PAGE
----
Book Review: Rock & Roll Books

Graeme Thomson

Rock & Roll Books

I Shot a Man in Reno: A History of Death by Murder, Suicide, Fire, Flood, Drugs, Disease, and General Misadventure, as Related in Popular Song

by Graeme Thomson
Continuum International Publishing, 253 pp., $18.95 (paper)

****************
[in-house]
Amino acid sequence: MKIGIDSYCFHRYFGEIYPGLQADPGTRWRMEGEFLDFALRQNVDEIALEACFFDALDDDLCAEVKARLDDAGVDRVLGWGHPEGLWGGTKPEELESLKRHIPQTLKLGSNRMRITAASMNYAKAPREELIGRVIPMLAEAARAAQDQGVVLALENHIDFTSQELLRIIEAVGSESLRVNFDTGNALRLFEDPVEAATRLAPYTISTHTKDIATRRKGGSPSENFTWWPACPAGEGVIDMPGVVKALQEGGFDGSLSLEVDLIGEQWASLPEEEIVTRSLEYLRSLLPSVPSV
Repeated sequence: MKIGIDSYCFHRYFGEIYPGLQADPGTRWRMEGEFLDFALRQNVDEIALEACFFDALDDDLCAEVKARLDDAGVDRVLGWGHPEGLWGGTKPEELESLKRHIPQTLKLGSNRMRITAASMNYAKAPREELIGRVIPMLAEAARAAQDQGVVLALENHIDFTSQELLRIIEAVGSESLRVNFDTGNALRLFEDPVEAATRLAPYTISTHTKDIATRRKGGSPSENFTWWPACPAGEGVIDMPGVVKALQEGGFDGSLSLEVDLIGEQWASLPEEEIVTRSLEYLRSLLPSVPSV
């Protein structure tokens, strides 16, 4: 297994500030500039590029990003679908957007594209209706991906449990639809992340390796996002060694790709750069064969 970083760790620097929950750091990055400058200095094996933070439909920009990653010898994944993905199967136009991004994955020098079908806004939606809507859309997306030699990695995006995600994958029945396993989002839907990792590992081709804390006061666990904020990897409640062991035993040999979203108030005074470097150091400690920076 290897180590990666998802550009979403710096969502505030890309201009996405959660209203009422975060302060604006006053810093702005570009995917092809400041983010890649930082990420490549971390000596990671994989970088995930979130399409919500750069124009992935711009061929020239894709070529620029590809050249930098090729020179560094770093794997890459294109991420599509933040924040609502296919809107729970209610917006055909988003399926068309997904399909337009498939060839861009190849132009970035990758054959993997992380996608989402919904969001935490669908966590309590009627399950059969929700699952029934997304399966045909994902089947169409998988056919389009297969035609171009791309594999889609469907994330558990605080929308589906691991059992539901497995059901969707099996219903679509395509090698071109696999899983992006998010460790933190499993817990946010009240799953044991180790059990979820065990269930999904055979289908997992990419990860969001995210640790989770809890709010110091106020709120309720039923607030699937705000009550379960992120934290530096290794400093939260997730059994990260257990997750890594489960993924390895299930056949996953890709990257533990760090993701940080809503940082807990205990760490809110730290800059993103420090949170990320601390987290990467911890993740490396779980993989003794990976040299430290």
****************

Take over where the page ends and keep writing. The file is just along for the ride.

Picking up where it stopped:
Analyzing the myriad forms and functions of death in popular music in less than 250 pages is somewhat hubristic, but Graeme Thomson tackles his theme with a reverence and passion that compensates for Reno's lack of the comprehensive. As its subtitle suggests, the book leaves little beyond a Brit crit's attempted purview and darts furiously between song titles and genres with a loose and casual style that feels like a pop-culture undergrad seminar. In route, Thomson expounds on everything from "Stagger Lee" to "Let It Be," with necessary, if predictable, forays into 1950s love-struck fatalism, 1960s spirituality and protest, goth and emo, and gansta rap, bolstered by interviews from artists such as Mick Jagger, Will Oldham, and Ice-T. Thomson's tenuous thesis holds that today's popular music, especially in the wake of 9/11 and Hurricane Katrina, largely displays an unwillingness or inability to confront mortality in a personally affective manner, though likely his perceived grievance stems more from simply outgrowing the Cure than any real dearth of dirges. His simultaneous affectionate defense of teen angst and condescending consideration of the pall of contemporary emo bands is particularly amusing to negotiate. Though an engaging and celebratory dance with death, the book only barely lifts the veil.

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